A liver transplant is a surgical procedure in which a patient with irreversible liver damage receives a liver from a non-identical donor (allograft). Diseases such as Primary Sclerosing Cholangitis (PSC), hepatocellular carcinoma (liver cancer), and cirrhosis (scarring of the liver) may cause irreversible liver damage and subsequent end stage liver disease (ESLD). One of the most common reasons a liver transplant is performed is for liver cirrhosis caused by hepatitis C or alcohol abuse.
A patient being considered for liver transplantation must undergo an extensive assessment that includes diagnostic testing such as blood work, and imaging of the liver, as well as psychological and social counseling. It is inherent that the patient is tobacco and drug free, and will be required to prove cessation by passing drug screens as well as attending any required rehabilitation program or counseling. Only after the required criteria is met may the patient being placed on the UNOS (United Network of Organ Sharing) waiting list, although this unfortunately does not mean they will be transplanted immediately and must await a donor liver.
Prior to transplant, a patient will begin antirejection medications such as Tacrolimus or cyclosporine, mycophenolate, or a compilation of medications to ready the body for accepting its new liver. Compliance must be emphasized as the transplanted liver may be rejected without adherence to the prescribed medication regimen. These medications are especially important during the first year post transplant and will likely be lifelong medications even though the likelihood of rejection decreases after this time period.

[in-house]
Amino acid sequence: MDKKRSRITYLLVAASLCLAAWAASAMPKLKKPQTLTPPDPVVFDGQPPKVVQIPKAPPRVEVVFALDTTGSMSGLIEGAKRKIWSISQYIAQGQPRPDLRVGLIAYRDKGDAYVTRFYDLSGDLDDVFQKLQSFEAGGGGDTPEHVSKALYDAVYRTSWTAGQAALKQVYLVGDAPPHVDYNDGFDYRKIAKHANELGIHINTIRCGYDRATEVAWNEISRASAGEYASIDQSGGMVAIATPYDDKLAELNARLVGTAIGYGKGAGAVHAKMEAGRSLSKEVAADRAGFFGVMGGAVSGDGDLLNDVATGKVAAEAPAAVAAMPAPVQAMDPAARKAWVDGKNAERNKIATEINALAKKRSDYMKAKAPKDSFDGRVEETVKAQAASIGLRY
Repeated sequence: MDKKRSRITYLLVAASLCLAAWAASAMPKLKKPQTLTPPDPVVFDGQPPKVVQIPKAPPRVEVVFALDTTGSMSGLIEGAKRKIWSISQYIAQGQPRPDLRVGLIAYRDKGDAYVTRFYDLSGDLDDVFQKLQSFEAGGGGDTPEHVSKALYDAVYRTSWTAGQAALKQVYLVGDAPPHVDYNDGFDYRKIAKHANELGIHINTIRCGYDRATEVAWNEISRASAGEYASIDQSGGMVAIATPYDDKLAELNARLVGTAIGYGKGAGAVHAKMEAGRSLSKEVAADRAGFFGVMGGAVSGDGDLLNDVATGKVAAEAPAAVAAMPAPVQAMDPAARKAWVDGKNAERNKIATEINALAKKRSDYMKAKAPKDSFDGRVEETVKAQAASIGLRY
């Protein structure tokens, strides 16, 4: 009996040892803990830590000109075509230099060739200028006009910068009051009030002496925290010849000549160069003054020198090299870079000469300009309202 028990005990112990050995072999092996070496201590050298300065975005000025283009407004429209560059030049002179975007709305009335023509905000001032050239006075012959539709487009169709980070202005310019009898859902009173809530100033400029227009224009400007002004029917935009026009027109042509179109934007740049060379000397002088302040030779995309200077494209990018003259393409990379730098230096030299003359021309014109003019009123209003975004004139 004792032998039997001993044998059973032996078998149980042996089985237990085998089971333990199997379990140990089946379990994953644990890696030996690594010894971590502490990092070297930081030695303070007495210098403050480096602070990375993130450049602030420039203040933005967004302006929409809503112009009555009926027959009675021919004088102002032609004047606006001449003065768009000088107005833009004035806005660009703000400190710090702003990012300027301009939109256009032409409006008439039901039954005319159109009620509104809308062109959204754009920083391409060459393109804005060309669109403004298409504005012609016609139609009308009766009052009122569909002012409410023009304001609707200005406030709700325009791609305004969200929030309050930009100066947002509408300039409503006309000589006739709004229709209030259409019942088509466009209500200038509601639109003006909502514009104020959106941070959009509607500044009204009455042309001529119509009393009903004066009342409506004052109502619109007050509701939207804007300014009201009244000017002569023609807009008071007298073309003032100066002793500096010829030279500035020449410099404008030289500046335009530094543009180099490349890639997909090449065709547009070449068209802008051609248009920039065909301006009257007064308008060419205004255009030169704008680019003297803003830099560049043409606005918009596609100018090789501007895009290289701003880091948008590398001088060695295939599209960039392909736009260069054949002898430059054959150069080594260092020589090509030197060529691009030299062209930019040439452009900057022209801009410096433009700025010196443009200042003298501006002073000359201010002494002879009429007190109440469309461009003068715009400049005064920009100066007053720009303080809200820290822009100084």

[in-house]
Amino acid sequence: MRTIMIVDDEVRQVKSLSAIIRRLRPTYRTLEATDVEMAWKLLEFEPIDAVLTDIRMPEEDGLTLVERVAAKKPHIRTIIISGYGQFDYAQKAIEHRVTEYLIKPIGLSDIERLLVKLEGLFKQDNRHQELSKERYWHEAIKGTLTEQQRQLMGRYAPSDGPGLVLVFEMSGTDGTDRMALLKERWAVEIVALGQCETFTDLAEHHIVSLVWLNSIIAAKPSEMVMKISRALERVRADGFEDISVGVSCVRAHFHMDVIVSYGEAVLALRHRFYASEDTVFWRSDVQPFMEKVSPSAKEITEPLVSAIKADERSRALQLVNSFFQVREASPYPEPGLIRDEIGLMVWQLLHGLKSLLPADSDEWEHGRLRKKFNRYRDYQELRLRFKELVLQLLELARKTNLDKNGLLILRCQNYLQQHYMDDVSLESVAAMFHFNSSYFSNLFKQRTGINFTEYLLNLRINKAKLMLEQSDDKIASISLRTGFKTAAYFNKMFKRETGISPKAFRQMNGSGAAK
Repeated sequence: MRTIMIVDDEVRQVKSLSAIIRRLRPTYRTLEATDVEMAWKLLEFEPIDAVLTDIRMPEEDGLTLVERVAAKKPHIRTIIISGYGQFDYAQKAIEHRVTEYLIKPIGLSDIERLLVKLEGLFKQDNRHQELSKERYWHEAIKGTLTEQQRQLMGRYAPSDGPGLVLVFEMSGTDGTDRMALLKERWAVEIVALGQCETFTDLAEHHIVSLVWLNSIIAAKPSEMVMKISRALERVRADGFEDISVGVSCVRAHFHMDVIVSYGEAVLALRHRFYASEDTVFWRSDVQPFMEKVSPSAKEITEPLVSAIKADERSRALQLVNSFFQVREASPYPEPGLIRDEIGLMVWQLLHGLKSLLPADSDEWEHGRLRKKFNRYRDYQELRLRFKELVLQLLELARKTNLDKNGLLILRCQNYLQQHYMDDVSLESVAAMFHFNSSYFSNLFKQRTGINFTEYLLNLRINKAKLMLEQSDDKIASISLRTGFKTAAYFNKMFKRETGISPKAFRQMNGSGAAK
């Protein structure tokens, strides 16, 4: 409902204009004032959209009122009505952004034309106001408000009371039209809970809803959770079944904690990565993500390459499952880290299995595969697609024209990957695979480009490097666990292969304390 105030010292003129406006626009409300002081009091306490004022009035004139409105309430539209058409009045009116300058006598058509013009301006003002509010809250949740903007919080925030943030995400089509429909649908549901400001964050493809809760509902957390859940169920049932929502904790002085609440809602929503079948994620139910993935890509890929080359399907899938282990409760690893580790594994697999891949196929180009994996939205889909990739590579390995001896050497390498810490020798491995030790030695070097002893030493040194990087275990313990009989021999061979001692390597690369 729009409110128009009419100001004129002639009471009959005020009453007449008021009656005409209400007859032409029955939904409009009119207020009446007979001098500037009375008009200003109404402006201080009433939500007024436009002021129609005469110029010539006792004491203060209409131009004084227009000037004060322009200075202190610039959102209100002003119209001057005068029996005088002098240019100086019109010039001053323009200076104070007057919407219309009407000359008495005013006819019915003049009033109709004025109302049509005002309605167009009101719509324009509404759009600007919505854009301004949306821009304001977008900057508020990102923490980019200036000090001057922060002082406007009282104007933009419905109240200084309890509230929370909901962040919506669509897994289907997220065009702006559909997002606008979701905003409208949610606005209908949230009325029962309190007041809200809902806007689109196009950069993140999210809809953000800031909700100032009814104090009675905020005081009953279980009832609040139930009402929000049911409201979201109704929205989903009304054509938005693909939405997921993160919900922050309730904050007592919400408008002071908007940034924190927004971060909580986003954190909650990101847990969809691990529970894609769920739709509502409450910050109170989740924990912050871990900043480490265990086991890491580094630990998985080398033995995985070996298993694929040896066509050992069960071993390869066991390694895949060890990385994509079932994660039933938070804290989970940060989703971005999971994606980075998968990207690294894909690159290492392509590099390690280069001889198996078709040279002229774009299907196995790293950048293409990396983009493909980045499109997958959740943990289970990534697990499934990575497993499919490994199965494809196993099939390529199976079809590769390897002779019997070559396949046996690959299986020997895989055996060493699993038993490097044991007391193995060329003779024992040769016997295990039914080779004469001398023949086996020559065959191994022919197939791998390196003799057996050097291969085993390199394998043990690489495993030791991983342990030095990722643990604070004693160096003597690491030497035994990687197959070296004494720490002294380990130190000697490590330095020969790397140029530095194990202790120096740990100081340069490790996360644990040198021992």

When a donor liver is secured, the transplant patient will arrive to the transplant center and prepped for surgery with an IV placed, as well as an arterial line to monitor the patient’s internal pressures in conjunction with sedation. A large chevron (V-shaped) incision extending from the right ribcage to the lower abdomen will be made as the surgeon separates healthy tissue and blood vessels while readying the patient for the new liver. The liver will be transplanted and each blood vessel connected before the incision is closed. The procedure can take between four and 12 hours.
The patient will be in ICU for several days for monitoring, with an expected stay of 7-14 days. Potential risks following the procedure may include blockage of blood vessels within the transplanted organ, bleeding, clots, rejection or infection. Lengthy recovery of transplant patients may lead to activity intolerance with the majority recovering fully within 2-3 months.
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